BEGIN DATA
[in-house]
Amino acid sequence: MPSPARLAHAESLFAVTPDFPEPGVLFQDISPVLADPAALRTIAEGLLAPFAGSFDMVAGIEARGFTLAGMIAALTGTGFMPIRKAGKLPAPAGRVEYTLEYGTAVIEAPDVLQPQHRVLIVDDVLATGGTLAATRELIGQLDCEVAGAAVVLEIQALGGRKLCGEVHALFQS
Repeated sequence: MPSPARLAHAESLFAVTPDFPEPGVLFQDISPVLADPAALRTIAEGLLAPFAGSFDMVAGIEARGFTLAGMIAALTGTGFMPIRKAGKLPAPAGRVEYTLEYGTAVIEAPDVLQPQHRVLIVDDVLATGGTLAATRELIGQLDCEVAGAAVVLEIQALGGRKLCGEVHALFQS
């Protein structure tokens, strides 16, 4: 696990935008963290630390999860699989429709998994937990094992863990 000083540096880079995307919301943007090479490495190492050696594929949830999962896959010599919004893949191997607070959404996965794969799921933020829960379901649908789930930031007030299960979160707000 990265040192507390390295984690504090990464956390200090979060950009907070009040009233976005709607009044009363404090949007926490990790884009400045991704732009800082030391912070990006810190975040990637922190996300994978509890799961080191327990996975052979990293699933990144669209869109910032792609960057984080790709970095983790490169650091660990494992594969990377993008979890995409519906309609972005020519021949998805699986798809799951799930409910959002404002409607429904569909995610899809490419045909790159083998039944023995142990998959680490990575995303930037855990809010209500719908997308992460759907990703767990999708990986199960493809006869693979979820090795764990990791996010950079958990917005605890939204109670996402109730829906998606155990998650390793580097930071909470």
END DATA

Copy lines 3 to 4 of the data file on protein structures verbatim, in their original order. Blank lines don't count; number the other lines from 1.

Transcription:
Repeated sequence: MPSPARLAHAESLFAVTPDFPEPGVLFQDISPVLADPAALRTIAEGLLAPFAGSFDMVAGIEARGFTLAGMIAALTGTGFMPIRKAGKLPAPAGRVEYTLEYGTAVIEAPDVLQPQHRVLIVDDVLATGGTLAATRELIGQLDCEVAGAAVVLEIQALGGRKLCGEVHALFQS
């Protein structure tokens, strides 16, 4: 696990935008963290630390999860699989429709998994937990094992863990 000083540096880079995307919301943007090479490495190492050696594929949830999962896959010599919004893949191997607070959404996965794969799921933020829960379901649908789930930031007030299960979160707000 990265040192507390390295984690504090990464956390200090979060950009907070009040009233976005709607009044009363404090949007926490990790884009400045991704732009800082030391912070990006810190975040990637922190996300994978509890799961080191327990996975052979990293699933990144669209869109910032792609960057984080790709970095983790490169650091660990494992594969990377993008979890995409519906309609972005020519021949998805699986798809799951799930409910959002404002409607429904569909995610899809490419045909790159083998039944023995142990998959680490990575995303930037855990809010209500719908997308992460759907990703767990999708990986199960493809006869693979979820090795764990990791996010950079958990917005605890939204109670996402109730829906998606155990998650390793580097930071909470």